3 out of 5
Produced by: Prof (?)
Right before the 2020 release of Powderhorn Suites, Prof was dropped from the Rhymesayers roster. While different reasons have been floating around the twitterverse and Reddits, there would seem to be, at least at a high level, some associations with some known abusers that’ve been called into question, as well as some questionable social media posts in Prof’s past and, perhaps, questions as to the content of the his music and how it reflects on him (and the label). There may be more than that. To my eye, Prof (Jacob Anderson) offered a pretty mature reply, but without knowing the exacts of this situation – and / or if there are more direct and flagrant offenses for which a well-worded-or-not response simply isn’t enough – I don’t really think it’s fair for me to weigh in on this much, beyond that I’ve always been somewhat puzzled by the seeming disconnect between a lot of hip-hop “stars,” and what they rap about, and whether or not that’s indicative of their realities, and then the acceptance in the world-at-large they seem to receive, despite all that… but if this is just a drop of the comeuppances that’ve thankfully been occurring over the last couple of years, exposing more truths to more people – other artists on Rhymesayers besides Prof are getting called out on this – then it’s a good thing. And yes, all of this is an incredible over-simplification.
And I swear I’m also getting around to a point that ties into a review of Powderhorn Suites.
After years of quite well establishing a persona as Prof, the fuck-happy partyboy, there comes the “stare into the abyss” conundrum, to a certain extent: while I’ve read a lot of the artist’s braggadocio behavior as a joke – and often a self-flagellating one – that doesn’t mean it necessarily was, and it also doesn’t mean Mr. Anderson hasn’t bought into his own hype, or directly / indirectly encouraged others to. It’s somewhat ironic, then, that all of this popped up right before the album where this persona has seemed to mature to a certain degree; on which Prof becomes more of a person, and his proclivities start to get somewhat dialed back. Powderhorn Suites isn’t as peacocky, or as dirty as past Prof albums. It’s not as playful. It’s… more mature. There are still a handful of excellent bangers, but they’re all interestingly gathered at the start of the disc, almost as though to get them out of the way for some darker and more emotive stuff.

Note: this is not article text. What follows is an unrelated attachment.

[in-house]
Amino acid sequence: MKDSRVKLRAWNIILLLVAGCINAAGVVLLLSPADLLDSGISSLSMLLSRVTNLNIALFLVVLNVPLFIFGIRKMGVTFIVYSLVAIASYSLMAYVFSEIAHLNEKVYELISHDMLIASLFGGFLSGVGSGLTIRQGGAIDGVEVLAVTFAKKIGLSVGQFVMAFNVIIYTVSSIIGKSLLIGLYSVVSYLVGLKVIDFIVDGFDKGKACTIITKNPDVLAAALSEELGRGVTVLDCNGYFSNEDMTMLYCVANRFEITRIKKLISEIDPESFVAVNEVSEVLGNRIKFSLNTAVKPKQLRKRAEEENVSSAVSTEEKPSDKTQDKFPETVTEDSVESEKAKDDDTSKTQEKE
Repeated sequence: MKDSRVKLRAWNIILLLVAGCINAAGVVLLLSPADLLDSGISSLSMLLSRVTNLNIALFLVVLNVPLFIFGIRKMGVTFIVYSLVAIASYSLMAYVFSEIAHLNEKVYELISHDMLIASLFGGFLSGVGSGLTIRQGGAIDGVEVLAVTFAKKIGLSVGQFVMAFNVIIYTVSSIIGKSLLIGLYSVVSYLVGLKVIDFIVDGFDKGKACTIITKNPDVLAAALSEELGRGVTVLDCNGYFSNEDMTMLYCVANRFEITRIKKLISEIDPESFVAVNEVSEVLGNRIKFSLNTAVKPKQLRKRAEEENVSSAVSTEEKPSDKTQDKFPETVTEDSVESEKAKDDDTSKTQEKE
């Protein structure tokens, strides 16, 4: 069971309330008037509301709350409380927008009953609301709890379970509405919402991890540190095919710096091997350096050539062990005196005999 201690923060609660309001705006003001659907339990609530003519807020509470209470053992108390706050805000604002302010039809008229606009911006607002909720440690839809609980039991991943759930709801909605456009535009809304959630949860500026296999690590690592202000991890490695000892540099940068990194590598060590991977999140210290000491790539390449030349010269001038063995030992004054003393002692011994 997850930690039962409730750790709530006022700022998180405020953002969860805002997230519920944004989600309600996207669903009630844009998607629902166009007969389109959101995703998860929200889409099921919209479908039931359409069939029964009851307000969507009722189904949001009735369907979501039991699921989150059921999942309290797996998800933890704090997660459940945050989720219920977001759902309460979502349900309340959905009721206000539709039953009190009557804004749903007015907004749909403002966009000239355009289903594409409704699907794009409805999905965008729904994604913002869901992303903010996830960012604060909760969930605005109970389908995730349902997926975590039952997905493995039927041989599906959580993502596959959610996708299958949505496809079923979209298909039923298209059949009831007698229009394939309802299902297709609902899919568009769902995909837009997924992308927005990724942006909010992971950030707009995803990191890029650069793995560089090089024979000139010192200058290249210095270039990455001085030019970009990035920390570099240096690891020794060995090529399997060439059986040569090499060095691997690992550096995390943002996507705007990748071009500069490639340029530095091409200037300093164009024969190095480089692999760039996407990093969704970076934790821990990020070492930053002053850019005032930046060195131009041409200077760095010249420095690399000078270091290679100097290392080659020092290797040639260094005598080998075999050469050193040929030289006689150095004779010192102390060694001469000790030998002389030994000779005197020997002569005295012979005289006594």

Is Prof still singing about being the best, and about having loud sex? Sure, but in the former case, it feels like a bit more of a laidback, confident boast (though mapped to some excellent beats, as usual), and in the latter case – “Outside Baby,” about how loudly his sex partner moans, you could argue that it’s almost a love song, albeit a somewhat profane one, and turns into a celebration for everyone to get their loud freak on by song’s end. And then the album turns, like, introspective? An ode to a knife (“Butterfly Knife”) is an interestingly joke free take on protecting self image – centered on a knife that Prof always keeps on him – and “Perfume” is a takedown of overly showy gals and guys. There’s an incredibly dark rumination on familial legacy, and then the album ends with, firstly, a legitimate love song, and then a short “I needed to learn to love myself”-type mantra via “Karma Legend.”
The thing is, while I think this is the right direction for Prof to go – trying to evolve his character, or himself – none of the sentiments expressed are especially cleverly espoused. I welcome the shift away from swear-slinging and inflammatory language and concepts, but I can’t deny that Prof had some ridiculously fanciful rhymes o’er the years when singing / rapping about those things, and we don’t get as much of that here. It effects the beats as well: with the change in tone, songs become very stripped down, and the pace is a bit slower. A lot of cool sounds are used, but the latter half of the disc is pretty bare as a result; not many tunes stick in your end. The framework of the album, which seems to unlock different “rooms” in the Powderhorn Suites for each track, almost encourages a feeling like we’re just getting peeks of songs – open the door, beat starts, we hear some ideas, door closes and move on. That doesn’t mean the album sounds unfinished or anything, just that I think this is a slightly new direction, and Prof isn’t exactly sure how to make the most of it yet.
But I think he’s capable of it, if he keeps pushing. His reply to the events mentioned at the start of this suggests he’ll be quiet for a while. Again, without knowing the truth of what’s happened, I can’t say if he’s “deserving” of more opportunities or not, but if he is… I think some good first steps have been taken in trying to change up his music, and so maybe he’ll emerge on the other side of this with a different persona, and something more fully formed.